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September 2004

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Start indoor herb garden for winter enjoyment

By Kathy Hatfield
Gardening Columnist

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Lately there has been a chill in the early morning air that warns of fall approaching. If you're not ready for the gardening season to end, consider indoor gardening. One of the easiest ways to continue to enjoy the fresh taste of summer is by growing herbs indoors. In addition to adding to your culinary creations, most herbs make attractive houseplants.

Many herbs will grow indoors given the proper growing conditions. All require ample sunlight, good air circulation and fertile, well-drained soil.

As natives of the Mediterranean region, most are sun-worshippers. They will need at least six hours of sunlight each day. But because light intensity is much lower in the winter months than in the summertime, unless you have an unobstructed south-facing window, you will have to supplement the light. You can purchase a special grow-light unit designed to provide plants with the proper spectrum of light. A less expensive approach is to use a simple fluorescent workbench-type light with two tubes, one warm-white and one cool-white bulb.

Herbs need relatively cool temperatures, in the 60- to 70-degree range, and even a bit cooler at night. Place plants so that they don't crowd each other, and use a small fan to provide gentle air circulation. Avoid putting the plants near a heating vent.

The easiest way to give plants soil that will provide adequate drainage and soil aeration is to purchase a good mix at one of the local nurseries. During the winter months, when plants do not grow as vigorously as in the summer, they should be allowed to dry out slightly between waterings. Fertilize once every couple of weeks with an organic fertilizer, following the manufacturer's recommendations. Liquid fertilizers containing seaweed or fish emulsion are particularly beneficial to plants.

You can buy starter-size plants from the nursery or start herbs from seeds or cuttings. It's also possible to bring plants indoors to overwinter. Starting with new plants or seeds avoids the problem of bringing unwelcome guests into the house that have settled into the soil or leaves of the plants.

Here are a few herbs and some specific varieties that are best suited to indoor container gardening:

  • Basil (Ocimum basilicum): Try the dense, more compact form with smaller leaves, called 'Spicy Globe.' This one is easy to grow from seed, and needs bright light and warm temperatures.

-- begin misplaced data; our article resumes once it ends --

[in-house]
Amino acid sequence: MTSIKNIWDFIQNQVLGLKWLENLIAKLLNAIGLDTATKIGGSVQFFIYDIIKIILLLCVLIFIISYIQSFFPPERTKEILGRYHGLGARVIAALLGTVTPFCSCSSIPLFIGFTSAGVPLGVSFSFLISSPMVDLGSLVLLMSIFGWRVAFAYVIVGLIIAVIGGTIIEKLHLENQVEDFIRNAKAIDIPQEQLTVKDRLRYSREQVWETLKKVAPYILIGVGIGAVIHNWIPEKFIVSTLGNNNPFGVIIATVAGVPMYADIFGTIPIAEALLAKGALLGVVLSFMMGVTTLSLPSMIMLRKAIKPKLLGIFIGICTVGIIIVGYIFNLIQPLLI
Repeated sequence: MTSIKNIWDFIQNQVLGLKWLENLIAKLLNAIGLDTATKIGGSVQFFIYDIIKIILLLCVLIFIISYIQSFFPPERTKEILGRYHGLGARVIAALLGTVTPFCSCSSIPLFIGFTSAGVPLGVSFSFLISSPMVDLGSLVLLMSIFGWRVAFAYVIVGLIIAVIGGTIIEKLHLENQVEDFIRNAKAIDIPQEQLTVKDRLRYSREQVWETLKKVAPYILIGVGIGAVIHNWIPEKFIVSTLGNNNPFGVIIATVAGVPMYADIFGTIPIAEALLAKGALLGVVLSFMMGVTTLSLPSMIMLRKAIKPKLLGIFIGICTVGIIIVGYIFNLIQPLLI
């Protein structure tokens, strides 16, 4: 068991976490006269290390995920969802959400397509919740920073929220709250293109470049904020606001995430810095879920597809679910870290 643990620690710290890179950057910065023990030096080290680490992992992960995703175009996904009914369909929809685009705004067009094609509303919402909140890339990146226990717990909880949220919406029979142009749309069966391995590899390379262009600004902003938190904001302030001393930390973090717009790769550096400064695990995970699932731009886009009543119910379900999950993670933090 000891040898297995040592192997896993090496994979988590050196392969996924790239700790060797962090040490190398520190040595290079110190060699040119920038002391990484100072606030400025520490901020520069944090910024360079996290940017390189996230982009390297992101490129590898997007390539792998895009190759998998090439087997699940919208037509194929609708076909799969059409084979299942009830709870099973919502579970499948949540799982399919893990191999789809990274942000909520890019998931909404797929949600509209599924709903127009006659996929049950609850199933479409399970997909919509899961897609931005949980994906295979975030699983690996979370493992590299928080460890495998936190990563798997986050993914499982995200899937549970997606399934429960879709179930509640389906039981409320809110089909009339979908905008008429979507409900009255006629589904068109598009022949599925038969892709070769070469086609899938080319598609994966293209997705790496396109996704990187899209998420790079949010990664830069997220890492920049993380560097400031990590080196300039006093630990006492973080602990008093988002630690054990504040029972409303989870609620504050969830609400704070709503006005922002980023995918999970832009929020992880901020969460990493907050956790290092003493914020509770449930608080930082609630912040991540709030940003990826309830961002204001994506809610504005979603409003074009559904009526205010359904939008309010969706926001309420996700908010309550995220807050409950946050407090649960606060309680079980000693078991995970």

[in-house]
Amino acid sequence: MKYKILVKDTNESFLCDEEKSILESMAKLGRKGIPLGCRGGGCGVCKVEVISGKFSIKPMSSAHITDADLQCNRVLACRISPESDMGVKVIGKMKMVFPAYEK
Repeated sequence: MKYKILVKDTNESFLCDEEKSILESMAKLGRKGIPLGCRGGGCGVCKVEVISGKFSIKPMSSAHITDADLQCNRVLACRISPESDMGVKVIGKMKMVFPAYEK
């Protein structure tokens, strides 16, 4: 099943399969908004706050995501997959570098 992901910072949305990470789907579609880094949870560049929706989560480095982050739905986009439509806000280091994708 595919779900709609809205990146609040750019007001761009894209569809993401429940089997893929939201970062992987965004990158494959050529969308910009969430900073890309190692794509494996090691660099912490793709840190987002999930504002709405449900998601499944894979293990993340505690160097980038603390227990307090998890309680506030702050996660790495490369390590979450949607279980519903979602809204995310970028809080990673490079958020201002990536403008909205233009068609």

• Chives (Allium schoenoprasum): This member of the onion family is best used fresh. It is difficult to preserve chives that still maintain their good flavor, so they are a good choice for indoor gardening. 'Grolau' is an especially good variety for indoors, and can be started from seed. Chives prefer bright light and cool temperatures.
  • Cilantro (Coriandrum sativum): This plant does not grow back after harvesting, so make successive plantings of cilantro to have a continuous crop for your favorite Mexican or Asian dishes. Cilantro tends to repel insects, so it makes a good companion plant for indoors.
  • Dill (Anethum graveolens): A dwarf form, called 'Fernleaf,' grows only 18 inches tall, making it more suitable for indoor gardening than the standard types that often grow to 4 feet tall. Like cilantro, you'll need to make successive plantings to ensure a continuous crop.
  • Lemon Balm (Melissa officinalis): The soothing fragrance of lemon and honey make this an herb to enjoy fresh in salads and drinks. Its bright green foliage and prolific growth make lemon balm an attractive houseplant. This is an easy one to grow from seed.
  • Oregano (Origanum vulgare hirtum): This is the true Greek oregano with a sharp, pungent flavor, best for Mediterranean cooking. It can be grown from seed. There is a look-alike called wild, or pot, marjoram with pretty pink flowers, but almost no flavor.
  • Rosemary (Rosmarinus officinalis): The more compact form called 'Blue Boy' must be purchased or propagated by cuttings; seeds germinate poorly. The soil for rosemary must be well drained, but do not let it dry out completely.
  • Thyme (Thymus vulgaris): Many varieties of thyme are available that are useful in cooking and in herbal craft projects. They have similar aromatic properties and some varieties have unique scents, like lemon or caraway thymes. If starting the plants from seed, cover the seed only lightly with soil or not at all. Keep the plants evenly moist until they are well established.

Start these plants indoors now to have plenty of herbs this winter, and watch for articles in the November and December issues on how to use them for cooking and homemade gifts.

Send your gardening questions to me at ocwildflowers@frii.com.


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